SINGAPORE - Racial and religious integration is an ongoing challenge, Prime Minister Lee Hsien Loong said on Sunday (Oct 4), as he stressed that the harmony which Singapore enjoys today is not natural, but an act of will that has been sustained through the decades.
No matter the progress over the last 50 years, it is "complacent and dangerous" to be lulled into a false sense of safety that race and religion matters are no longer divisive.
These remain "difficult and sensitive" issues for any society, he said, adding there is room for open discussion, but it would be unwise to assume there is no need to be careful when dealing with such issues.
Mr Lee was addressing community and religious leaders at a forum held by OnePeople.sg, which is a national body focused on promoting racial and religious harmony.
He said that from the start, Singapore's pioneer leaders had strongly believed in the ideal of a multiracial society where all are treated equal. This caused tension when Singapore was still a part of Malaysia and was the fundamental reason why both sides separated in 1965, he added.
Recalling the period of unrest in Singapore's early years of independence, he said then Prime Minister Lee Kuan Yew had spoken out forcefully against Chinese chauvinists 50 years ago this week.
The language agitators had been pushing for a constitutional guarantee of the status of the Chinese language, despite assurance that the four major languages are official and equal. However, the elder Mr Lee rebuffed them, and reaffirmed the commitment to build a model society that would be "an example for everybody else to follow", said Mr Lee.
Singaporeans had supported many hard decisions along the way, he added, describing the harmonious state of affairs here as one of Singapore's "most remarkable achievements".
Yet, in some ways, racial and religious matters are more complicated today than they were 50 years ago, as evident from the occasional "prickly issues and incidents with a racial tinge", said Mr Lee.
Some examples include racist posts on social media, as well as decisions over religious rites for births in mixed marriages.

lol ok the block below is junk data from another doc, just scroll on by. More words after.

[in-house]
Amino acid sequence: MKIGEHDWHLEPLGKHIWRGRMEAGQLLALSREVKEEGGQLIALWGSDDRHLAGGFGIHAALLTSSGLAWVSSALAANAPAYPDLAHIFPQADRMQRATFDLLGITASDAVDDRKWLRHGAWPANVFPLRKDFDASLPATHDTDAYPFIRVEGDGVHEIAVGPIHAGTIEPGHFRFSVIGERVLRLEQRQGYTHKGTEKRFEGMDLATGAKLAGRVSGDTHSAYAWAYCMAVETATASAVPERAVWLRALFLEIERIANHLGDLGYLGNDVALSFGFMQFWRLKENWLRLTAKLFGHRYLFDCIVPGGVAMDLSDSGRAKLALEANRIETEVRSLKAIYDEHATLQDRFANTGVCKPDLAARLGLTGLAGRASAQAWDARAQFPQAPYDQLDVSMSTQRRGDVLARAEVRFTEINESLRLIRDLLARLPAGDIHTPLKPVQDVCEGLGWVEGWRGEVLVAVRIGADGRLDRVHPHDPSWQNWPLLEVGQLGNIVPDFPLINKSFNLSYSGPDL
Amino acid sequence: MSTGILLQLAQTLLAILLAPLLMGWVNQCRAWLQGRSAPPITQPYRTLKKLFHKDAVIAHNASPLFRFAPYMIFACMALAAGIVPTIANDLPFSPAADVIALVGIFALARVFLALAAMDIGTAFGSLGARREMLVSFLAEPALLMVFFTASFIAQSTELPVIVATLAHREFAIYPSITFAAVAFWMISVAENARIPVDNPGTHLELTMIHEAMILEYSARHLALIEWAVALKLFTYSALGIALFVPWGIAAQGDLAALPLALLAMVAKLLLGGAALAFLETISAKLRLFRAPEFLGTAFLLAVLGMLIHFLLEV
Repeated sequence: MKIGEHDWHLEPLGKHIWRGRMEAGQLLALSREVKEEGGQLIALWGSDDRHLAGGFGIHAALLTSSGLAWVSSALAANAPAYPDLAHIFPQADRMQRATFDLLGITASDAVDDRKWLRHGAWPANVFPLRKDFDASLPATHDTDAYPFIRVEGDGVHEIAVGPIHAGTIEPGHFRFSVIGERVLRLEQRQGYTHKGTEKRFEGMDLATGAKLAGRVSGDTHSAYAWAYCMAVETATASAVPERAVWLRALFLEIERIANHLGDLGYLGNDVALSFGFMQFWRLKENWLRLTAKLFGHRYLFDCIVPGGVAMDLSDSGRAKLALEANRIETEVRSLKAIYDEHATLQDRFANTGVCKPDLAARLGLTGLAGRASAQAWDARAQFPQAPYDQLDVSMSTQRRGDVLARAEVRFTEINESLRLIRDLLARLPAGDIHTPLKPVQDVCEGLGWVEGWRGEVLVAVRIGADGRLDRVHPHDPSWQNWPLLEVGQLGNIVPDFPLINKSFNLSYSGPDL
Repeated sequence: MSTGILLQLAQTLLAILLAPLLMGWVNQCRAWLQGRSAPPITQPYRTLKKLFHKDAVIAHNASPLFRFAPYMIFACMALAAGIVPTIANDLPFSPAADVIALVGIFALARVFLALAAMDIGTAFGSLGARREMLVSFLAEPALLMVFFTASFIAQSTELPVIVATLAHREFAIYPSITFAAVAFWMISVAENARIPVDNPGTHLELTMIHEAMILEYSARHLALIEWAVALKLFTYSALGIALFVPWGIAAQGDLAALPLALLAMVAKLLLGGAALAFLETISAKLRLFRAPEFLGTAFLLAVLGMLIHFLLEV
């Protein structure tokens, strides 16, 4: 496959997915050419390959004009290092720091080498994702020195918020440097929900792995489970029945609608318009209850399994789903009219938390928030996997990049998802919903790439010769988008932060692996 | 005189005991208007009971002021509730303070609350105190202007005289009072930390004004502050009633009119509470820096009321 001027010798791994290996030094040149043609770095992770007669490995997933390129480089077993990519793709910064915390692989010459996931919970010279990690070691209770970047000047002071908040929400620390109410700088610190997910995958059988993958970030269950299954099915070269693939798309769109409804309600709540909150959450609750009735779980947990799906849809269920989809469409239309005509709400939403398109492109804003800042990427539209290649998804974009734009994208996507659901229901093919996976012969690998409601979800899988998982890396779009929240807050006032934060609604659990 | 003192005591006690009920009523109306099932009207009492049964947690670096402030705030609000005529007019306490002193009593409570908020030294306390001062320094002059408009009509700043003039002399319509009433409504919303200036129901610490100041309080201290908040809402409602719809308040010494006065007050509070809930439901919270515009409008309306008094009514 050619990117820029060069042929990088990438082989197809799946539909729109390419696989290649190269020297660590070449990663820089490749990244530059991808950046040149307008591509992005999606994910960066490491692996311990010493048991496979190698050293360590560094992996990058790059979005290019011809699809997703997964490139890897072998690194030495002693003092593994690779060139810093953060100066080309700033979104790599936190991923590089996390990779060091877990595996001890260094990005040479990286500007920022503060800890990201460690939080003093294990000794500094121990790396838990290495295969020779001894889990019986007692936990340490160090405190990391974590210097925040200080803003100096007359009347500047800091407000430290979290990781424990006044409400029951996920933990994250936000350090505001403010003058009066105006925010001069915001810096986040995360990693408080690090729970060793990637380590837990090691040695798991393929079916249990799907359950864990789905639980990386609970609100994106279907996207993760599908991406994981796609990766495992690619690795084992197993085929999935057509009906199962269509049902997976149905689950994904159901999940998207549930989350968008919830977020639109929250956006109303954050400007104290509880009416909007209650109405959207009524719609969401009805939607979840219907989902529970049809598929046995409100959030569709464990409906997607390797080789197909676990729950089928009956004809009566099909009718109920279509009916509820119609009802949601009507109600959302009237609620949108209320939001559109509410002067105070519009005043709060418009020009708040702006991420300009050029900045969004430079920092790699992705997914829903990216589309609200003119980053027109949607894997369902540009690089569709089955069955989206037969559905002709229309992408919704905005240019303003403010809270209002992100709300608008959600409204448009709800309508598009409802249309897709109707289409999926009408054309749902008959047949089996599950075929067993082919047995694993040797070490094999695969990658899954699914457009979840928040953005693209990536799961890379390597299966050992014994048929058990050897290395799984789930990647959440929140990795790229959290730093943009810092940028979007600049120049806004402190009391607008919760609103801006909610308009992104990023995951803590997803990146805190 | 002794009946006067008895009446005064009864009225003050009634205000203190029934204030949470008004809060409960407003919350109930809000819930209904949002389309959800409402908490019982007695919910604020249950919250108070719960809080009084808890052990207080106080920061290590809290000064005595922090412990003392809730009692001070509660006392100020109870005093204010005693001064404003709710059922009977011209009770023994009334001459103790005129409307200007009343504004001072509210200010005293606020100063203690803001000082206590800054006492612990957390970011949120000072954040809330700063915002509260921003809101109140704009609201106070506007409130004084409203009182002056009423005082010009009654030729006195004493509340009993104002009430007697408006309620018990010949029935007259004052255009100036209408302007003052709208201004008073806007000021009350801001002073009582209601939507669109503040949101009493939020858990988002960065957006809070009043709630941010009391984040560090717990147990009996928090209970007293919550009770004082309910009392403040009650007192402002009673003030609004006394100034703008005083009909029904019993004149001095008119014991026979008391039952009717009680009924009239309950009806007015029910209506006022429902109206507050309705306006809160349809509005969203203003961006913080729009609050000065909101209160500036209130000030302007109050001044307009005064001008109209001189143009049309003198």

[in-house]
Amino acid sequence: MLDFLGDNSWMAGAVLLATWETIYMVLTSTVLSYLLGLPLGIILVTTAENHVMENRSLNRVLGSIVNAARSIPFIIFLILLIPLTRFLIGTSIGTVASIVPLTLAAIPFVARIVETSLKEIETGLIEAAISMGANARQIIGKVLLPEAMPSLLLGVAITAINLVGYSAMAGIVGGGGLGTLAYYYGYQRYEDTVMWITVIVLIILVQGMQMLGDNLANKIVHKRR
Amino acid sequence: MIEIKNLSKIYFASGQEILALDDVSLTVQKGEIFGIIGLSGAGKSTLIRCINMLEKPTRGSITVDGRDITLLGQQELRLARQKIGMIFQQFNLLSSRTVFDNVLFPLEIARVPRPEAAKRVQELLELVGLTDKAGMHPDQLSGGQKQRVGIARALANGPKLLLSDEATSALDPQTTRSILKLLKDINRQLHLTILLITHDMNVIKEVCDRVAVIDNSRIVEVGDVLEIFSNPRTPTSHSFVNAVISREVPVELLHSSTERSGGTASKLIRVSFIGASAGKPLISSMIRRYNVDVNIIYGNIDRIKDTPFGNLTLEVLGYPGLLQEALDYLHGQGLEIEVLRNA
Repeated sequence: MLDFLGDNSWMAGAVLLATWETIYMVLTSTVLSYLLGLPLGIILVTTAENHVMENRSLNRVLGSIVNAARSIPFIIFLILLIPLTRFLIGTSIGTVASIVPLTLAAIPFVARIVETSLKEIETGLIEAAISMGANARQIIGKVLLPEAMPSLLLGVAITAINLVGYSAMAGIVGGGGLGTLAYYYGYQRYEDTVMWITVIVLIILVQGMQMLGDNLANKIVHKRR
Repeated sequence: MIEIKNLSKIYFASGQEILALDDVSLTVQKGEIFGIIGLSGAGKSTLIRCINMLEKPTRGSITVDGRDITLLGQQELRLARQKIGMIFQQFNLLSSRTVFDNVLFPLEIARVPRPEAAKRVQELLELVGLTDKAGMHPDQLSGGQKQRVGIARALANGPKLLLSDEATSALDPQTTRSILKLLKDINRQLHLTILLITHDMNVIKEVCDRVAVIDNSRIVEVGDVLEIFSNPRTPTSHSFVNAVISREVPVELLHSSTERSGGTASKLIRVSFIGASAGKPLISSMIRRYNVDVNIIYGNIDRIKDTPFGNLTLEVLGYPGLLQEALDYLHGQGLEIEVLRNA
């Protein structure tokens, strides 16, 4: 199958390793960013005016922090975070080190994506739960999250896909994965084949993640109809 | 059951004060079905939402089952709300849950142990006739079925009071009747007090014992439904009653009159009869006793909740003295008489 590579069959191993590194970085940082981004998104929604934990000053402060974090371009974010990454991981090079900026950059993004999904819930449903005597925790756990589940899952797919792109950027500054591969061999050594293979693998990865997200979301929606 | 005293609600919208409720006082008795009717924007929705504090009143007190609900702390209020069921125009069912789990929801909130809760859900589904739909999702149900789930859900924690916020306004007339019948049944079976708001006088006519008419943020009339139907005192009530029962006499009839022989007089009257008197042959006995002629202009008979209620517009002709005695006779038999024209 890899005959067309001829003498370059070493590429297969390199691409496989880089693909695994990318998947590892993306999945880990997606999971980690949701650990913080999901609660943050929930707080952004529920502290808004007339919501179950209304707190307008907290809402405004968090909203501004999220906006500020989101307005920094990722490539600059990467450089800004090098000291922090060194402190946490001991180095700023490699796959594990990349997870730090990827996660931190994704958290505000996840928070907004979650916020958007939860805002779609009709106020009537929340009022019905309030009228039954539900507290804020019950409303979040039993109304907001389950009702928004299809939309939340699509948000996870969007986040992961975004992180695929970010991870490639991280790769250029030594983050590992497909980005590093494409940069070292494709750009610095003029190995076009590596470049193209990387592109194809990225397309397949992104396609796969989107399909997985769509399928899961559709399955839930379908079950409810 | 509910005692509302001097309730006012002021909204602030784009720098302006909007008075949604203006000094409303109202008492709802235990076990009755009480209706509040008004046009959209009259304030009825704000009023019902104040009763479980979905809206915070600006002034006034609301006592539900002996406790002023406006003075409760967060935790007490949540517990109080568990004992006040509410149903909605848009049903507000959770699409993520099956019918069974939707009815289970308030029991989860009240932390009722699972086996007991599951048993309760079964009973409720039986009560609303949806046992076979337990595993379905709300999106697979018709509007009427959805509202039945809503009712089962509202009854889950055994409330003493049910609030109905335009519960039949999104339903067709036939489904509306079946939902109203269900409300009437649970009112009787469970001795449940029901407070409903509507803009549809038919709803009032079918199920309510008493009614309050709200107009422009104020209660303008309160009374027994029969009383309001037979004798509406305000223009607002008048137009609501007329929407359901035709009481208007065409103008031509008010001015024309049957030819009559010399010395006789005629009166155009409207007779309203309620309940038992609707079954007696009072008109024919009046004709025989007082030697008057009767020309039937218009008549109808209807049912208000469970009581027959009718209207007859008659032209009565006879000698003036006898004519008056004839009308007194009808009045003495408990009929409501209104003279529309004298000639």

He credited community and religious groups for dealing with them "quietly, cooperatively and maturely" before they blow up.
But as Singapore preserves its harmony within borders, it still must be vigilant over external threats such as jihadist terrorism, said Mr Lee.
He said, in the event of a terror attack: "We must be very, very, very careful that we don't let it pull our fabric apart."
So, Singapore must continuously nurture racial ties and build trust and confidence among races, he said, which is why national groups like OnePeople.sg are so crucial.
Citing a study two years ago, Mr Lee noted that while most Singaporeans subscribe to racial and religious harmony, less than half had at least one close friend of another race. He said: "In principle, we have made a lot of progress. In practice, we need to do more."
Still, there is cause for cheer in Singapore's Golden Jubilee year, from the "little signals" of things that have been going right.
For one thing, the various religious groups had extended invitations to members of other religious bodies for their SG50 celebrations. And in Sembawang, there is a church that opens its carpark to the Muslim congregation from a neighbouring mosque every Friday, he noted.
For today's youth who did not experience racial strife, Mr Lee said: "We have to constantly remind them how precious this harmony is, how unusual and rare it is."
He recalled a school visit several years ago on Racial Harmony Day, which falls on July 21, when a student asked if he, too, had celebrated the occasion as a student. Mr Lee said no, and explained that on that very day one year, there was a riot.
Choking up as he related this story, he said: "I think he understood me but, in a way, he was not there. You don't want that generation ever to be there. Yet, you want (them) to understand what is it which is precious... which we have got to safeguard... so that SG50 is fine, and we make sure SG100 will be all right."
This article was first published on October 5, 2015.
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